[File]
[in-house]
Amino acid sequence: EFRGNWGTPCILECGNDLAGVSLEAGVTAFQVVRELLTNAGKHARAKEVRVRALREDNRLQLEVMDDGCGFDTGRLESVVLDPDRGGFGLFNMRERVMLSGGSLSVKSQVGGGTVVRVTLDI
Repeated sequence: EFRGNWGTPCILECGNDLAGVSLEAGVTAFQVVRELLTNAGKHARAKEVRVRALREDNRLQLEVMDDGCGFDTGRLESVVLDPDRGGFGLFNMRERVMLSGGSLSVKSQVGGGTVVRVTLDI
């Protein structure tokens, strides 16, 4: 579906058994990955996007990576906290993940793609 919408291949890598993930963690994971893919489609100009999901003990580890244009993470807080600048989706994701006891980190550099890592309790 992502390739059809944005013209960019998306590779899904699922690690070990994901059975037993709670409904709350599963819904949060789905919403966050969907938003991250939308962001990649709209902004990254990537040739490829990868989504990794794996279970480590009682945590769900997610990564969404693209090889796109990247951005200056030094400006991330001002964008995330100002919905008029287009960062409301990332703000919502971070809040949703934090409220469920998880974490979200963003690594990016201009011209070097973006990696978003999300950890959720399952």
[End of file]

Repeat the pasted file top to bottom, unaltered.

[in-house]
Amino acid sequence: EFRGNWGTPCILECGNDLAGVSLEAGVTAFQVVRELLTNAGKHARAKEVRVRALREDNRLQLEVMDDGCGFDTGRLESVVLDPDRGGFGLFNMRERVMLSGGSLSVKSQVGGGTVVRVTLDI
Repeated sequence: EFRGNWGTPCILECGNDLAGVSLEAGVTAFQVVRELLTNAGKHARAKEVRVRALREDNRLQLEVMDDGCGFDTGRLESVVLDPDRGGFGLFNMRERVMLSGGSLSVKSQVGGGTVVRVTLDI
């Protein structure tokens, strides 16, 4: 579906058994990955996007990576906290993940793609 919408291949890598993930963690994971893919489609100009999901003990580890244009993470807080600048989706994701006891980190550099890592309790 992502390739059809944005013209960019998306590779899904699922690690070990994901059975037993709670409904709350599963819904949060789905919403966050969907938003991250939308962001990649709209902004990254990537040739490829990868989504990794794996279970480590009682945590769900997610990564969404693209090889796109990247951005200056030094400006991330001002964008995330100002919905008029287009960062409301990332703000919502971070809040949703934090409220469920998880974490979200963003690594990016201009011209070097973006990696978003999300950890959720399952």